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Is Climate Change Driving the Demise of the Koala?

Photo by Marc Dalmulder | CC BY 2.0

The koala is an engaging, docile, cuddly and lovable animal.  It is also, tragically, undergoing a decline in numbers.  To the extent climate change and a degraded environment are responsible, we can be blamed for not heeding the repeated warnings of scientists and others.

Warnings to humanity are much in the news again as the latest, signed by over 15,000 scientists from 184 countries, appeared in the journal Bioscience not long ago on November 13.  But before, much before, there was an earlier one, now a quarter century past.

The late Henry Kendall was the winner of a Nobel Prize in physics, a founding member of the Union of Concerned Scientists, and the chairman of its governing board.  He spearheaded the effort leading to the 1992 warning signed by 1700 eminent scientists, including then a majority of science Nobel Laureates.  It appealed for the help of the world’s peoples, its scientists, religious, industrial and business leaders.

Earlier still, there was Rachel Carson’s 1962 canary in the coal mine, The Silent Spring, famous for its attack on pesticides like DDT.

While these warnings caution us on the degradation of our planet, there is one area that might be implied but is not specifically mentioned:  the negative impact on the quality of our food.  Noted first by Irakli Loladze, the relatively new discovery was hypothesized in 2002.

In the parts of the world relying on a plant-based diet, people cannot easily compensate for the loss of nutrients.  The proven decline of protein, iron and zinc in grains, potatoes and vegetables will inevitably lead to stunted growth, anemia and more disease.

This distressing and unhappy prospect is not confined to humans.  Bees rely on the goldenrod plant.  It flowers late, and the protein in its pollen is vitally important for them to build themselves up to weather the winter.  Unfortunately, as scientists have learned, the protein content in goldenrod has suffered a drastic loss of about a third as atmospheric CO2 levels have increased.  There may be other causes like pesticides and parasitic mites but lack of nutrition has to be a major candidate.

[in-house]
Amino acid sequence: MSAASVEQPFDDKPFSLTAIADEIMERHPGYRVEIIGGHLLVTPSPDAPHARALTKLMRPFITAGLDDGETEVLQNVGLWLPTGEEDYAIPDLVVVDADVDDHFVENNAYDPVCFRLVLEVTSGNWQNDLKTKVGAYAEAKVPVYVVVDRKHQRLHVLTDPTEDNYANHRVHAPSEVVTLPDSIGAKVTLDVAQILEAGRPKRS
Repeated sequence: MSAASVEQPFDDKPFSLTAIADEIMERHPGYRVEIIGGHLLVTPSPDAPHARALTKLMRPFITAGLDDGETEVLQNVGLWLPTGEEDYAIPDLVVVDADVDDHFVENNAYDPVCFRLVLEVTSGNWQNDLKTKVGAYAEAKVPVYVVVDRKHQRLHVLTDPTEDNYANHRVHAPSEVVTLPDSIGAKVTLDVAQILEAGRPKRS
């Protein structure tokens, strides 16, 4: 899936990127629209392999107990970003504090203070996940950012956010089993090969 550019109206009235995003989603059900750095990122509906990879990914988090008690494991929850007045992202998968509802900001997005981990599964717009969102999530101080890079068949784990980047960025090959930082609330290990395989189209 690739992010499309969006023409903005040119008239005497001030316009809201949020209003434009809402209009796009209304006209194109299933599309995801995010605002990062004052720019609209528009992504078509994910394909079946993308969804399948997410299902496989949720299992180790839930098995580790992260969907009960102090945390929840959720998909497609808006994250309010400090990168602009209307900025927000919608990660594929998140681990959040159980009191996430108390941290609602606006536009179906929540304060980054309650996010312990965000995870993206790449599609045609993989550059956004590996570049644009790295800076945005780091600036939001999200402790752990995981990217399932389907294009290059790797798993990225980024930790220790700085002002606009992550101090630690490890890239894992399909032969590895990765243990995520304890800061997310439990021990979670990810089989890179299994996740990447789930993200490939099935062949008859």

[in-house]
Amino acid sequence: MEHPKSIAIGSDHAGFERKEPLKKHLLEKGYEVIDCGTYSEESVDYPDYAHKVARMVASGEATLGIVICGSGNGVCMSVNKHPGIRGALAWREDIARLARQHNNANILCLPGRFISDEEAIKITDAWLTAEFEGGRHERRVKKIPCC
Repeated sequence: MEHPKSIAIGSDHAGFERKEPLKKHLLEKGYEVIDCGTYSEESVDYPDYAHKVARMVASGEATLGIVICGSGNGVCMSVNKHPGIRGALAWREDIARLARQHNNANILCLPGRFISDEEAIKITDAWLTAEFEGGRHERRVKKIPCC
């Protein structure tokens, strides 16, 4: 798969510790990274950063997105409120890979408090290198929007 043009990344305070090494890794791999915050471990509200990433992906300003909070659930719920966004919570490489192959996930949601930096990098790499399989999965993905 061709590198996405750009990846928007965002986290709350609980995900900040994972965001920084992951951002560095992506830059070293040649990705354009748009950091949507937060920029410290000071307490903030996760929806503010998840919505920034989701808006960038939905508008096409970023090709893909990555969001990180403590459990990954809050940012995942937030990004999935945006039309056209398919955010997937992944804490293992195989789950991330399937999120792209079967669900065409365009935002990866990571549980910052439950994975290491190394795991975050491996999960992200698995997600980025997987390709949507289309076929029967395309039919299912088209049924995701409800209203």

On the other side of the world lives the harmless Koala bear.  A marsupial, it is truly unique for feeding only on eucalyptus leaves.  Most unusually the female has three vaginas, the outer two leading each to a separate uterus while the center passage is for delivery of its young.  To complement this anatomy, the male is endowed with a double-pronged penis.

Many causes are attributed to the serious drop in koala bear numbers, including habitat destruction, road kills, bush fires and loss of genetic fitness due to inbreeding, but also chlamydia.  This STD has found a fertile field in its complicated genetic apparatus, aided possibly by weakened immunity.  In some places infection rates are as high as 90 percent.  Sadly, the little joeys pick it up suckling in their pouch.  Moreover, the infection can also leave mothers infertile.

Now a new threat has been identified leaving them on the brink.  The koalas source of all nourishment, the eucalyptus tree, has been affected by increasing CO2 levels.  The koalas rely on the mildly toxic leaves for food and water and up to now have been able to tolerate the toxicity — they sleep up to 20 hours to work it out.  But the rise in CO2 has decreased nutrition content leaving them more poisonous.  Feeding on these, the koalas are ingesting ever more poison.  Worse, the Australian drought, blamed on global warming for its intensity, has left the leaves with reduced moisture content.  The stresses have left the koalas dying from kidney failure.

How long before they are added to the ever-increasing endangered list?  Unless the world really sits up and takes notice, we will be soon adding our pollinator bee friends and, eventually, ourselves to that list.  It is what we have in common.

More articles by:

Arshad M. Khan is a former professor who has, over many years, written occasionally for the print and often for online media outlets.

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